Although it is hard at times, we are required by law to adhere to the rules of permanency. I believe we should allow the child to be heard though, no matter what the age. They have thoughts and ideas and even thought they may not be the best or coming from a place of truly knowing their circumstances, they should still be heard. Bottom line, we need to adhere to permanency regulations.
nathanhall22's picture

nathanhall22 said:

We are required to pay attention to the federal definition of permanency because this is what the courts follow and adhere to; although, we have a duty to remember the best interest of the children living in our home. If they have a reasonable explanation for their desires for permanency in any way, that should be respected and highly considered by case workers, the court, and the foster parents.
Heidiliz77's picture

Heidiliz77 said:

I agree with many of the comments stated above. I think we must know and adhere to the federal law at a minimum. But also, listen to and respect the desires and definitions of the youth in care.
katelynhall22's picture

katelynhall22 said:

I think it is critical to keep both definitions in mind when considering permanency. There are many reasons for considering both: although, I think a few are of importance to highlight. We must keep the child's view of permanency in mind because it is the life that they will have to live with. These children are forced to live with the decisions of others- bio parents, judges, recommendations. Their stability is of importance, and when they believe they have achieved permanency, that should be taken into strong consideration. However, the law is intended to be evidence-based. It is uniform and provides structure in guiding cases. A framework is important for consistency.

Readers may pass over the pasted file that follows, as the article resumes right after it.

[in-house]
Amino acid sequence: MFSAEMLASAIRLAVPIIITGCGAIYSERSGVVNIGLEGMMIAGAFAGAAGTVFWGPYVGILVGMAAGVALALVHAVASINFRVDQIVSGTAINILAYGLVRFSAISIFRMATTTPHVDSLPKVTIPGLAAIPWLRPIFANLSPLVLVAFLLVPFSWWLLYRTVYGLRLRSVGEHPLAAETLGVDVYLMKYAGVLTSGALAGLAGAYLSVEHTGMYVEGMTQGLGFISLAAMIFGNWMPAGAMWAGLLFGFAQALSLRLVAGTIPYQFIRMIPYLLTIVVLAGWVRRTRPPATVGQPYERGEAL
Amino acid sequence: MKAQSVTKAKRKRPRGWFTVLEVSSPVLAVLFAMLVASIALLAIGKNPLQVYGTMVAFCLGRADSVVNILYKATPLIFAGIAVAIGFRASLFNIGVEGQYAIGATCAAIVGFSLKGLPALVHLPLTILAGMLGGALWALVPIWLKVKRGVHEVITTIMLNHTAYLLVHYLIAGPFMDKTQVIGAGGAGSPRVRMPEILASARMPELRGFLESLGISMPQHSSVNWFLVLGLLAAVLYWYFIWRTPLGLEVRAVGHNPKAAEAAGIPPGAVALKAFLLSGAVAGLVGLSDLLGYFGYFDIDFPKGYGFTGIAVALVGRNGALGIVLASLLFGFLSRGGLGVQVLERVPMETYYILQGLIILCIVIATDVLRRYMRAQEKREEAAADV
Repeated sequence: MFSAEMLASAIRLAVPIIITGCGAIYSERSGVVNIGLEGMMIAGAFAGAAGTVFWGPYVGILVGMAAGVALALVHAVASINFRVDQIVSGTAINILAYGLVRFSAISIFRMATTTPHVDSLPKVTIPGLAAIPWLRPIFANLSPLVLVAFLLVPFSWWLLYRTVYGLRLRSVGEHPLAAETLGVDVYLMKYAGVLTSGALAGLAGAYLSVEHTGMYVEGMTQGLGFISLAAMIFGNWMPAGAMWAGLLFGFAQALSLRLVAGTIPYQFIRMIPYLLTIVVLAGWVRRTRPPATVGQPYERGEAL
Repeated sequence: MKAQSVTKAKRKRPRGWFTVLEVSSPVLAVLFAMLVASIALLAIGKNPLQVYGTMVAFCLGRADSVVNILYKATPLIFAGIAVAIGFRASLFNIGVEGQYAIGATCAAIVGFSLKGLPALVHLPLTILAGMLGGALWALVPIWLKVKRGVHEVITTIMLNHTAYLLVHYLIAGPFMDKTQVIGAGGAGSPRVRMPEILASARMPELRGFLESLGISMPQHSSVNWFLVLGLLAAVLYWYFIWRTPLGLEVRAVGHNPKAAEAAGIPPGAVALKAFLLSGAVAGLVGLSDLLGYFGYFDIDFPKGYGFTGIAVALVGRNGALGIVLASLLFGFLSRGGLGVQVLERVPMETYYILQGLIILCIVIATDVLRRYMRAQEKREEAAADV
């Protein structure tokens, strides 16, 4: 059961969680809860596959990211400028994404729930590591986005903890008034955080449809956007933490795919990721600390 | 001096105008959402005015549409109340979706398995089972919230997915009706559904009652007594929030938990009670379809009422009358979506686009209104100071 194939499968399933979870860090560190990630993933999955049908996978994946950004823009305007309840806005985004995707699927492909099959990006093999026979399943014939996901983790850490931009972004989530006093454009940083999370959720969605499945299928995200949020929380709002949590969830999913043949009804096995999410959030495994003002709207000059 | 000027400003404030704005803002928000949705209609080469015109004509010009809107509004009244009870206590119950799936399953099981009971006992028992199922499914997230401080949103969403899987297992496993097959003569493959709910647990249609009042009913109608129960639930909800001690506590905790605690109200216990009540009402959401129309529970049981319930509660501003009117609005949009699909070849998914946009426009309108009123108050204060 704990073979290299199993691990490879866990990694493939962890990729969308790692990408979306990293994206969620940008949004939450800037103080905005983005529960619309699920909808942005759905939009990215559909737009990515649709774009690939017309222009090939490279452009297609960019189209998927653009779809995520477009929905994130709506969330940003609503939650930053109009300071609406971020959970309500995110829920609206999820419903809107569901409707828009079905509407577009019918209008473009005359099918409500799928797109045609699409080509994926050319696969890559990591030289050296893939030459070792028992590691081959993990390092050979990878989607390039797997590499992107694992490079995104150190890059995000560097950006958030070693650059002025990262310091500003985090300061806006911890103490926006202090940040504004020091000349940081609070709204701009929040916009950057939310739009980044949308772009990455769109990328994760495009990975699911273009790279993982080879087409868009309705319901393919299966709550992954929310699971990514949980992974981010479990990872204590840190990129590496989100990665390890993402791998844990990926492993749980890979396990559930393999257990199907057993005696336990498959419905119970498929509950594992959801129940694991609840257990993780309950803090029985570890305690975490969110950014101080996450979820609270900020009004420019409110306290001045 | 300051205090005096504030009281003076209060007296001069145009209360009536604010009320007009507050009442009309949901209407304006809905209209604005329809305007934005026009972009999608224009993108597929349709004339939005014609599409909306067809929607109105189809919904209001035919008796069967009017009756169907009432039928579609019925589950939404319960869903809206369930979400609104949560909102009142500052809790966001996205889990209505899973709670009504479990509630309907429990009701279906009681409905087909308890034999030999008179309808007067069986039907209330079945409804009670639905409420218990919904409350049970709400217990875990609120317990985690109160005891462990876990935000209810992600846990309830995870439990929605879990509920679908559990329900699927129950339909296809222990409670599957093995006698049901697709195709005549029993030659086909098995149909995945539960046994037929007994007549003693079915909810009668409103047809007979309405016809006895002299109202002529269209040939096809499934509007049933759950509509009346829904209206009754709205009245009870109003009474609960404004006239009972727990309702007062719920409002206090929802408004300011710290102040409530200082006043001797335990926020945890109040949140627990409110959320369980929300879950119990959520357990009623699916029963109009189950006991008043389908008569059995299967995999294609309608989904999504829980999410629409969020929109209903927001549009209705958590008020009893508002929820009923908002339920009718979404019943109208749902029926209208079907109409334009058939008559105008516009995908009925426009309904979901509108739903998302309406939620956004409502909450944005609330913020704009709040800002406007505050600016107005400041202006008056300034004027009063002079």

snicholas's picture

snicholas said:

The federal definition should be the minimum standard, however the youth's definition should be the suggested guideline. Listen to them when being the process of permanency.
snicholas's picture

snicholas said:

The federal definition should be the minimum standard but the youth's definition should be the suggested guideline. Listen to them when being the process of permanency.
SGRIER's picture

SGRIER said:

It saddens me that we should listen to the federal side, because in the end thats what dictates the outcome for the children. This is especially concerning for the kids who are too young to speak for themselves, and the past speaks volumes. It is a struggle for me to understand how reunification in my mind shoud not be an option in some cases but is very much a reality. Children that are too young to speak are at a disadvantage and sometimes need to be rescued from the whole family. It seems to me that if the family has custody, they will in some form be exposed to the parent that was not able to care for these children in a proper manner. Just seeing the parent can cause trauma. Not all parents rights need to be terminated but permanency seems to attempt to make it possible for some children to reunify with parents that dont deserve as well. I know its their job in the end. My concern is what happens after reunification.
katelynhall22's picture

katelynhall22 replied:

I agree, and it's hard to figure out how to appropriately voice my concerns without being pegged as biased.